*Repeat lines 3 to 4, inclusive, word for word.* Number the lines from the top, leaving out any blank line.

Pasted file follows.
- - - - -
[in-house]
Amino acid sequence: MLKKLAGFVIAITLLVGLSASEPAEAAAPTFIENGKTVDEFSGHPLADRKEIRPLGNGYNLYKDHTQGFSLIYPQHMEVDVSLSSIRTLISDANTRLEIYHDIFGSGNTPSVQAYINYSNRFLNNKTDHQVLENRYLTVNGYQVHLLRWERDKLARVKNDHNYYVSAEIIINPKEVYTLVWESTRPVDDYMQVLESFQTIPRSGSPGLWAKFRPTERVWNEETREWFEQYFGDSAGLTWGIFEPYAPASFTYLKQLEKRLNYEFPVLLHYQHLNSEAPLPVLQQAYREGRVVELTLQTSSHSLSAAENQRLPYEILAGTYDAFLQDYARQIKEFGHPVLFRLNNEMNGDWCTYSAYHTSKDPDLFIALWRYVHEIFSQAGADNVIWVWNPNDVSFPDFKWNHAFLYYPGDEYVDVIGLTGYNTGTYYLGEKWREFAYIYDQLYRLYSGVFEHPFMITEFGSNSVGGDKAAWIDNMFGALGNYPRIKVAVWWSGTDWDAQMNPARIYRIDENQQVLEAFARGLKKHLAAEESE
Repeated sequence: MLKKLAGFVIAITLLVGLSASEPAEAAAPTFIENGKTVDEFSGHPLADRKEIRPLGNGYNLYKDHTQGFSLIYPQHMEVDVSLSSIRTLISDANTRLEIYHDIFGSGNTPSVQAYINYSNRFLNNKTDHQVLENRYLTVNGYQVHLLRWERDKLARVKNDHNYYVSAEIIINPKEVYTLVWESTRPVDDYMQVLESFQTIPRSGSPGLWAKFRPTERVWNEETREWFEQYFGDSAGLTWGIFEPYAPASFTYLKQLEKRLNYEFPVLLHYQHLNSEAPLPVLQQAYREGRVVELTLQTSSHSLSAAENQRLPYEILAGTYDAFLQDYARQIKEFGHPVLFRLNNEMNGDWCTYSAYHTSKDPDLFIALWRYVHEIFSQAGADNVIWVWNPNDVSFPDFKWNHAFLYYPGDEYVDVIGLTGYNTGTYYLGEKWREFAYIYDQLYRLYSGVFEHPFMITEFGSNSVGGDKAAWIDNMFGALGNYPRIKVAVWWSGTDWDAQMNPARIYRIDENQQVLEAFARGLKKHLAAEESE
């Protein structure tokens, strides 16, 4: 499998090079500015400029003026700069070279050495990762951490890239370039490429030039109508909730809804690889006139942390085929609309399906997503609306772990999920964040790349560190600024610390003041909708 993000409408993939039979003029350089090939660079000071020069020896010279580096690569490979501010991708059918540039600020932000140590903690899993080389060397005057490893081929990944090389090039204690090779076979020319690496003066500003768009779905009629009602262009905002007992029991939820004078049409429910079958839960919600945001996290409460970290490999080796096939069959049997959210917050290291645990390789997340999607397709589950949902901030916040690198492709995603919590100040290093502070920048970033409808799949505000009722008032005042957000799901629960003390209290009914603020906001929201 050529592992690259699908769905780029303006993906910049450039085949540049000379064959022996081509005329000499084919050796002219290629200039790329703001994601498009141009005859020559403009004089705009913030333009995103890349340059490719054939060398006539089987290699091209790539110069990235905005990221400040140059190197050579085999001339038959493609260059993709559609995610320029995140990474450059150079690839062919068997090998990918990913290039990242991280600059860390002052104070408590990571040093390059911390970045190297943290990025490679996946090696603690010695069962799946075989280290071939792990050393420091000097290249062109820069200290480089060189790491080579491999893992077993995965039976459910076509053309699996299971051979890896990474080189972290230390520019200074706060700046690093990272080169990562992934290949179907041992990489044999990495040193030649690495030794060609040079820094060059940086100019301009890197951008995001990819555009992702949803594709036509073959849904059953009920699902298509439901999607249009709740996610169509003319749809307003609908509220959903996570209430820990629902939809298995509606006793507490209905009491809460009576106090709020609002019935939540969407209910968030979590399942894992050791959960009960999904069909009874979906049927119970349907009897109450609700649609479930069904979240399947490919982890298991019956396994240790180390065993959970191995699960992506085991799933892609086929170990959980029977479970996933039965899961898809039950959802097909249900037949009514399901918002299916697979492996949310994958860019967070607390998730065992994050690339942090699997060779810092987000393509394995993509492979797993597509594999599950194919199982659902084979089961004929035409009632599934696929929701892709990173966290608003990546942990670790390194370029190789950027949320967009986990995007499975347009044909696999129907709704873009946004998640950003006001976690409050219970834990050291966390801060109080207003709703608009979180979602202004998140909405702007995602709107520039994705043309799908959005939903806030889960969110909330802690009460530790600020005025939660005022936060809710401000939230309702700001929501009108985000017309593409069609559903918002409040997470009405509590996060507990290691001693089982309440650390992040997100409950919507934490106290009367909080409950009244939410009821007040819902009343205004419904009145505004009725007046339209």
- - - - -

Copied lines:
Repeated sequence: MLKKLAGFVIAITLLVGLSASEPAEAAAPTFIENGKTVDEFSGHPLADRKEIRPLGNGYNLYKDHTQGFSLIYPQHMEVDVSLSSIRTLISDANTRLEIYHDIFGSGNTPSVQAYINYSNRFLNNKTDHQVLENRYLTVNGYQVHLLRWERDKLARVKNDHNYYVSAEIIINPKEVYTLVWESTRPVDDYMQVLESFQTIPRSGSPGLWAKFRPTERVWNEETREWFEQYFGDSAGLTWGIFEPYAPASFTYLKQLEKRLNYEFPVLLHYQHLNSEAPLPVLQQAYREGRVVELTLQTSSHSLSAAENQRLPYEILAGTYDAFLQDYARQIKEFGHPVLFRLNNEMNGDWCTYSAYHTSKDPDLFIALWRYVHEIFSQAGADNVIWVWNPNDVSFPDFKWNHAFLYYPGDEYVDVIGLTGYNTGTYYLGEKWREFAYIYDQLYRLYSGVFEHPFMITEFGSNSVGGDKAAWIDNMFGALGNYPRIKVAVWWSGTDWDAQMNPARIYRIDENQQVLEAFARGLKKHLAAEESE
């Protein structure tokens, strides 16, 4: 499998090079500015400029003026700069070279050495990762951490890239370039490429030039109508909730809804690889006139942390085929609309399906997503609306772990999920964040790349560190600024610390003041909708 993000409408993939039979003029350089090939660079000071020069020896010279580096690569490979501010991708059918540039600020932000140590903690899993080389060397005057490893081929990944090389090039204690090779076979020319690496003066500003768009779905009629009602262009905002007992029991939820004078049409429910079958839960919600945001996290409460970290490999080796096939069959049997959210917050290291645990390789997340999607397709589950949902901030916040690198492709995603919590100040290093502070920048970033409808799949505000009722008032005042957000799901629960003390209290009914603020906001929201 050529592992690259699908769905780029303006993906910049450039085949540049000379064959022996081509005329000499084919050796002219290629200039790329703001994601498009141009005859020559403009004089705009913030333009995103890349340059490719054939060398006539089987290699091209790539110069990235905005990221400040140059190197050579085999001339038959493609260059993709559609995610320029995140990474450059150079690839062919068997090998990918990913290039990242991280600059860390002052104070408590990571040093390059911390970045190297943290990025490679996946090696603690010695069962799946075989280290071939792990050393420091000097290249062109820069200290480089060189790491080579491999893992077993995965039976459910076509053309699996299971051979890896990474080189972290230390520019200074706060700046690093990272080169990562992934290949179907041992990489044999990495040193030649690495030794060609040079820094060059940086100019301009890197951008995001990819555009992702949803594709036509073959849904059953009920699902298509439901999607249009709740996610169509003319749809307003609908509220959903996570209430820990629902939809298995509606006793507490209905009491809460009576106090709020609002019935939540969407209910968030979590399942894992050791959960009960999904069909009874979906049927119970349907009897109450609700649609479930069904979240399947490919982890298991019956396994240790180390065993959970191995699960992506085991799933892609086929170990959980029977479970996933039965899961898809039950959802097909249900037949009514399901918002299916697979492996949310994958860019967070607390998730065992994050690339942090699997060779810092987000393509394995993509492979797993597509594999599950194919199982659902084979089961004929035409009632599934696929929701892709990173966290608003990546942990670790390194370029190789950027949320967009986990995007499975347009044909696999129907709704873009946004998640950003006001976690409050219970834990050291966390801060109080207003709703608009979180979602202004998140909405702007995602709107520039994705043309799908959005939903806030889960969110909330802690009460530790600020005025939660005022936060809710401000939230309702700001929501009108985000017309593409069609559903918002409040997470009405509590996060507990290691001693089982309440650390992040997100409950919507934490106290009367909080409950009244939410009821007040819902009343205004419904009145505004009725007046339209």